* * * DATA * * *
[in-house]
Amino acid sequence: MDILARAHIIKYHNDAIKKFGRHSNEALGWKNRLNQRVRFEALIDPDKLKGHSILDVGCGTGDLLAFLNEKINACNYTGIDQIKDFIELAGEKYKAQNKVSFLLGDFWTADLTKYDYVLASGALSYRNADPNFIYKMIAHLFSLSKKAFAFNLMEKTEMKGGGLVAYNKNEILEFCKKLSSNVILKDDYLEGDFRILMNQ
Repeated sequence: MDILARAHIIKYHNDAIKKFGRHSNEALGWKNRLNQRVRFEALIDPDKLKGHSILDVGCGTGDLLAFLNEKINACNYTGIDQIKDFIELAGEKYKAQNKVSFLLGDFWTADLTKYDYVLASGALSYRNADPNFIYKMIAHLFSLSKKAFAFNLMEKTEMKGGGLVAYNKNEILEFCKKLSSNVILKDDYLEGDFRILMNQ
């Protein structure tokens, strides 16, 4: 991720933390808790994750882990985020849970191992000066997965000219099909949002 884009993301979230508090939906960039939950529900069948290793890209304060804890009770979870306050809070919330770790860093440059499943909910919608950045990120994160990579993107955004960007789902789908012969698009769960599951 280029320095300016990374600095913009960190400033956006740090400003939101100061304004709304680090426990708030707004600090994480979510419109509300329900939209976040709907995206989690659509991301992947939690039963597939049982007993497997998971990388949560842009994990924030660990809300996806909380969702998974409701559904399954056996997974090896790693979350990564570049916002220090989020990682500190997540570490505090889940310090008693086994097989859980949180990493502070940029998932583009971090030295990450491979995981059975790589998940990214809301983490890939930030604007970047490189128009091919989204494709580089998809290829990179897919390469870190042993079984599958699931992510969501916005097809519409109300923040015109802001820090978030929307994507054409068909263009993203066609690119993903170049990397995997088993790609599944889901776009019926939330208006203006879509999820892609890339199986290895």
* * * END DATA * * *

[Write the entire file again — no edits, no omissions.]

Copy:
[in-house]
Amino acid sequence: MDILARAHIIKYHNDAIKKFGRHSNEALGWKNRLNQRVRFEALIDPDKLKGHSILDVGCGTGDLLAFLNEKINACNYTGIDQIKDFIELAGEKYKAQNKVSFLLGDFWTADLTKYDYVLASGALSYRNADPNFIYKMIAHLFSLSKKAFAFNLMEKTEMKGGGLVAYNKNEILEFCKKLSSNVILKDDYLEGDFRILMNQ
Repeated sequence: MDILARAHIIKYHNDAIKKFGRHSNEALGWKNRLNQRVRFEALIDPDKLKGHSILDVGCGTGDLLAFLNEKINACNYTGIDQIKDFIELAGEKYKAQNKVSFLLGDFWTADLTKYDYVLASGALSYRNADPNFIYKMIAHLFSLSKKAFAFNLMEKTEMKGGGLVAYNKNEILEFCKKLSSNVILKDDYLEGDFRILMNQ
């Protein structure tokens, strides 16, 4: 991720933390808790994750882990985020849970191992000066997965000219099909949002 884009993301979230508090939906960039939950529900069948290793890209304060804890009770979870306050809070919330770790860093440059499943909910919608950045990120994160990579993107955004960007789902789908012969698009769960599951 280029320095300016990374600095913009960190400033956006740090400003939101100061304004709304680090426990708030707004600090994480979510419109509300329900939209976040709907995206989690659509991301992947939690039963597939049982007993497997998971990388949560842009994990924030660990809300996806909380969702998974409701559904399954056996997974090896790693979350990564570049916002220090989020990682500190997540570490505090889940310090008693086994097989859980949180990493502070940029998932583009971090030295990450491979995981059975790589998940990214809301983490890939930030604007970047490189128009091919989204494709580089998809290829990179897919390469870190042993079984599958699931992510969501916005097809519409109300923040015109802001820090978030929307994507054409068909263009993203066609690119993903170049990397995997088993790609599944889901776009019926939330208006203006879509999820892609890339199986290895």